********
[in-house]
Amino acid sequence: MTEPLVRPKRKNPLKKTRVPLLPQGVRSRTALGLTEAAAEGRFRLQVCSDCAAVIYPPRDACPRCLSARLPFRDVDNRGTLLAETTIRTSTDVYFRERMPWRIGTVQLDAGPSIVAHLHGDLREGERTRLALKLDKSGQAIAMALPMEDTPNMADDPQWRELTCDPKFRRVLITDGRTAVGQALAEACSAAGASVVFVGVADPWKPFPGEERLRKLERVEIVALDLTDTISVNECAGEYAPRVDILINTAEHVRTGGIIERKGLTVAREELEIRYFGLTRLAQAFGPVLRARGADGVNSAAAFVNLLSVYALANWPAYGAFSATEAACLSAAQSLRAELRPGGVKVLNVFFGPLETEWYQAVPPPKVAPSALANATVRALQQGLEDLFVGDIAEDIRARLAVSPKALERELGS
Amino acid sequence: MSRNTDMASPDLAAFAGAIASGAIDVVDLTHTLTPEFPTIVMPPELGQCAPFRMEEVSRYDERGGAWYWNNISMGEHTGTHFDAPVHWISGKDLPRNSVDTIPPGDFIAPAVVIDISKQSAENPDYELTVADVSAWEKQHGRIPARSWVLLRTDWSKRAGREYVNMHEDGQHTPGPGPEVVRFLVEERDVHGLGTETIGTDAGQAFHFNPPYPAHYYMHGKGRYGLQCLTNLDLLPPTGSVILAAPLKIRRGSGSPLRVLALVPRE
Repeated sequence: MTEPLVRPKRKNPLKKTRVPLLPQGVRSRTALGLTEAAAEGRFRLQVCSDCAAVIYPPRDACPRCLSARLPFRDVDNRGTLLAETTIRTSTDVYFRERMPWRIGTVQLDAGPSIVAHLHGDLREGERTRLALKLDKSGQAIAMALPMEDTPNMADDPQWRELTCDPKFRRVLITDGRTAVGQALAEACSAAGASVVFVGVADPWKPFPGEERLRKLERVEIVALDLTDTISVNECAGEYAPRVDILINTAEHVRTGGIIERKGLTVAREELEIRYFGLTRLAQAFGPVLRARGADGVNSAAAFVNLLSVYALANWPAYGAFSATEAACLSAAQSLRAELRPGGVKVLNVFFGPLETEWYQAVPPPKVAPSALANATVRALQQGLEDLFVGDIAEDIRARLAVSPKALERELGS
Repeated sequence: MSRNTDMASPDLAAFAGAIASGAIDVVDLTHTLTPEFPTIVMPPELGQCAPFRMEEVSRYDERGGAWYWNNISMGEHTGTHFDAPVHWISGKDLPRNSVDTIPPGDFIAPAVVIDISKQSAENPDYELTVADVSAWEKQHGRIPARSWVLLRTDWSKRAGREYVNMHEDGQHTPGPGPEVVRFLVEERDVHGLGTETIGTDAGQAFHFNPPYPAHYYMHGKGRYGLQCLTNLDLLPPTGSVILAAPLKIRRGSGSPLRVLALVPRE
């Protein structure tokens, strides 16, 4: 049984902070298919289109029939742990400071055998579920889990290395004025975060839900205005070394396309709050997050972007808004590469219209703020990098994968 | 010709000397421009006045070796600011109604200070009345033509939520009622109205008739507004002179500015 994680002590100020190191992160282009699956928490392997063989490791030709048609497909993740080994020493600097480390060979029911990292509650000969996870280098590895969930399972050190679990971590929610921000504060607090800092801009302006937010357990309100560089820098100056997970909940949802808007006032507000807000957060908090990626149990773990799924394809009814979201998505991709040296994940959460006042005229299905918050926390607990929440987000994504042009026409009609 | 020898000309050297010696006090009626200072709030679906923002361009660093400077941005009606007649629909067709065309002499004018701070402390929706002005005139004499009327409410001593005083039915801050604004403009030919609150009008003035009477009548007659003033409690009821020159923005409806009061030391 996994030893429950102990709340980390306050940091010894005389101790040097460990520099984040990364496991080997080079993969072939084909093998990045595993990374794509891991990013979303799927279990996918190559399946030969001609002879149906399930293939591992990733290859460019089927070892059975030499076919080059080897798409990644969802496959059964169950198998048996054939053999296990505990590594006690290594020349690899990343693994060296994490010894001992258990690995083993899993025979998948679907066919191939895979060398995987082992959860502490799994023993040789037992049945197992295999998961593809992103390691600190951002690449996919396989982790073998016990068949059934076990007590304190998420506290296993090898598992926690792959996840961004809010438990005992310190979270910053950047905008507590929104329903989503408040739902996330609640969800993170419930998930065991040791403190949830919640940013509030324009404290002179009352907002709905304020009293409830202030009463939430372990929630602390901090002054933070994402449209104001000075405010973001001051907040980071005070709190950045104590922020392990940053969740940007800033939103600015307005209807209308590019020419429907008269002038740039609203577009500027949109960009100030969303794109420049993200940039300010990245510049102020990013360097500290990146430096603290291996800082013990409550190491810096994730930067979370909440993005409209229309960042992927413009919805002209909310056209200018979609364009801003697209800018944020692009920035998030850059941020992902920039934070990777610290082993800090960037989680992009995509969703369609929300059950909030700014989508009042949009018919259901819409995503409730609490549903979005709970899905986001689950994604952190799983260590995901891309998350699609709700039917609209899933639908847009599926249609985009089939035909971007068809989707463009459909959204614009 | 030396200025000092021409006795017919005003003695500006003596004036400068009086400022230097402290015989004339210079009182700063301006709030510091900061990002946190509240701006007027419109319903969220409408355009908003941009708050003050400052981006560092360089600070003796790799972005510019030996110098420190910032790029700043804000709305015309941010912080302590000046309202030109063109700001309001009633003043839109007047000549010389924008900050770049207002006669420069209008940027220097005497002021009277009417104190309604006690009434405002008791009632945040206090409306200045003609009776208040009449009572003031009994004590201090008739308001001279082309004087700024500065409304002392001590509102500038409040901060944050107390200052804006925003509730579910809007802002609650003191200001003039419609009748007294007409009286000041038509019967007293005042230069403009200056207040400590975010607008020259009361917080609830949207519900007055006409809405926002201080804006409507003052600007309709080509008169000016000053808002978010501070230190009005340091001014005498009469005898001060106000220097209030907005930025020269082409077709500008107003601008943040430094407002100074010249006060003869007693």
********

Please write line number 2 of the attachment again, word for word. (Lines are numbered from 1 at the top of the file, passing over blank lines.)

Amino acid sequence: MTEPLVRPKRKNPLKKTRVPLLPQGVRSRTALGLTEAAAEGRFRLQVCSDCAAVIYPPRDACPRCLSARLPFRDVDNRGTLLAETTIRTSTDVYFRERMPWRIGTVQLDAGPSIVAHLHGDLREGERTRLALKLDKSGQAIAMALPMEDTPNMADDPQWRELTCDPKFRRVLITDGRTAVGQALAEACSAAGASVVFVGVADPWKPFPGEERLRKLERVEIVALDLTDTISVNECAGEYAPRVDILINTAEHVRTGGIIERKGLTVAREELEIRYFGLTRLAQAFGPVLRARGADGVNSAAAFVNLLSVYALANWPAYGAFSATEAACLSAAQSLRAELRPGGVKVLNVFFGPLETEWYQAVPPPKVAPSALANATVRALQQGLEDLFVGDIAEDIRARLAVSPKALERELGS